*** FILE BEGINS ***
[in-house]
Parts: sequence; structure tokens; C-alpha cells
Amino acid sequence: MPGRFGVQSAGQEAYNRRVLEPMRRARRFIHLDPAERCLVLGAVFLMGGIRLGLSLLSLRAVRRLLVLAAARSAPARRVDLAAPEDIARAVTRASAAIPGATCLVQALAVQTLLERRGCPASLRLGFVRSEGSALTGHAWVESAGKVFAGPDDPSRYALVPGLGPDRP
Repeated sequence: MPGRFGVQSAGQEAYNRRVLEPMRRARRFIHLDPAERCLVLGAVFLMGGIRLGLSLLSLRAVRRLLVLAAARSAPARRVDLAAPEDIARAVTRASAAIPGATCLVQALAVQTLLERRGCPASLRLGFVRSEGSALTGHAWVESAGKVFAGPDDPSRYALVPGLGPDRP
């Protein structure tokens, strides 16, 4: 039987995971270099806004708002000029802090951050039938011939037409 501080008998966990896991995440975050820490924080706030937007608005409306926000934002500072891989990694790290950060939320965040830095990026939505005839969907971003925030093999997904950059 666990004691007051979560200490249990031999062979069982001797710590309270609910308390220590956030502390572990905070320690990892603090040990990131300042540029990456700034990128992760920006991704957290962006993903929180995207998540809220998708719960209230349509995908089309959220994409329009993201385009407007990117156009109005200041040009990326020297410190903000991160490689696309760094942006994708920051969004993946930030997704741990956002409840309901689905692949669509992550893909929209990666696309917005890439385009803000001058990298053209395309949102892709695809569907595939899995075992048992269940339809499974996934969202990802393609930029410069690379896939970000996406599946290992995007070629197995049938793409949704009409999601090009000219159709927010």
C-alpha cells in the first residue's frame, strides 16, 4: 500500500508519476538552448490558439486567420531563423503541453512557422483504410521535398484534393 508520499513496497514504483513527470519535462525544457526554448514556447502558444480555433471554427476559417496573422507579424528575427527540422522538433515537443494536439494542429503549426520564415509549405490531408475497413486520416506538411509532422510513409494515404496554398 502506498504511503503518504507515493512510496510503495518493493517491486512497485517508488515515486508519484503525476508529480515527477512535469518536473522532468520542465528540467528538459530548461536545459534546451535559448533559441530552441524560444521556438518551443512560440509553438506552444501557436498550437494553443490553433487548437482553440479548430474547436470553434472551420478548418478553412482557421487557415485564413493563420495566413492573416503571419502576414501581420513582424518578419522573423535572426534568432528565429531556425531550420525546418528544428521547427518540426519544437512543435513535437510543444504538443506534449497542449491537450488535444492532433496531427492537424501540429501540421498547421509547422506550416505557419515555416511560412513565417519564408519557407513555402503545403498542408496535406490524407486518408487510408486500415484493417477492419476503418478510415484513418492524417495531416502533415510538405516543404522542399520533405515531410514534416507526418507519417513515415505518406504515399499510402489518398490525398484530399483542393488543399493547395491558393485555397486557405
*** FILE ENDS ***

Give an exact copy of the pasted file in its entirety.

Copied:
[in-house]
Parts: sequence; structure tokens; C-alpha cells
Amino acid sequence: MPGRFGVQSAGQEAYNRRVLEPMRRARRFIHLDPAERCLVLGAVFLMGGIRLGLSLLSLRAVRRLLVLAAARSAPARRVDLAAPEDIARAVTRASAAIPGATCLVQALAVQTLLERRGCPASLRLGFVRSEGSALTGHAWVESAGKVFAGPDDPSRYALVPGLGPDRP
Repeated sequence: MPGRFGVQSAGQEAYNRRVLEPMRRARRFIHLDPAERCLVLGAVFLMGGIRLGLSLLSLRAVRRLLVLAAARSAPARRVDLAAPEDIARAVTRASAAIPGATCLVQALAVQTLLERRGCPASLRLGFVRSEGSALTGHAWVESAGKVFAGPDDPSRYALVPGLGPDRP
């Protein structure tokens, strides 16, 4: 039987995971270099806004708002000029802090951050039938011939037409 501080008998966990896991995440975050820490924080706030937007608005409306926000934002500072891989990694790290950060939320965040830095990026939505005839969907971003925030093999997904950059 666990004691007051979560200490249990031999062979069982001797710590309270609910308390220590956030502390572990905070320690990892603090040990990131300042540029990456700034990128992760920006991704957290962006993903929180995207998540809220998708719960209230349509995908089309959220994409329009993201385009407007990117156009109005200041040009990326020297410190903000991160490689696309760094942006994708920051969004993946930030997704741990956002409840309901689905692949669509992550893909929209990666696309917005890439385009803000001058990298053209395309949102892709695809569907595939899995075992048992269940339809499974996934969202990802393609930029410069690379896939970000996406599946290992995007070629197995049938793409949704009409999601090009000219159709927010």
C-alpha cells in the first residue's frame, strides 16, 4: 500500500508519476538552448490558439486567420531563423503541453512557422483504410521535398484534393 508520499513496497514504483513527470519535462525544457526554448514556447502558444480555433471554427476559417496573422507579424528575427527540422522538433515537443494536439494542429503549426520564415509549405490531408475497413486520416506538411509532422510513409494515404496554398 502506498504511503503518504507515493512510496510503495518493493517491486512497485517508488515515486508519484503525476508529480515527477512535469518536473522532468520542465528540467528538459530548461536545459534546451535559448533559441530552441524560444521556438518551443512560440509553438506552444501557436498550437494553443490553433487548437482553440479548430474547436470553434472551420478548418478553412482557421487557415485564413493563420495566413492573416503571419502576414501581420513582424518578419522573423535572426534568432528565429531556425531550420525546418528544428521547427518540426519544437512543435513535437510543444504538443506534449497542449491537450488535444492532433496531427492537424501540429501540421498547421509547422506550416505557419515555416511560412513565417519564408519557407513555402503545403498542408496535406490524407486518408487510408486500415484493417477492419476503418478510415484513418492524417495531416502533415510538405516543404522542399520533405515531410514534416507526418507519417513515415505518406504515399499510402489518398490525398484530399483542393488543399493547395491558393485555397486557405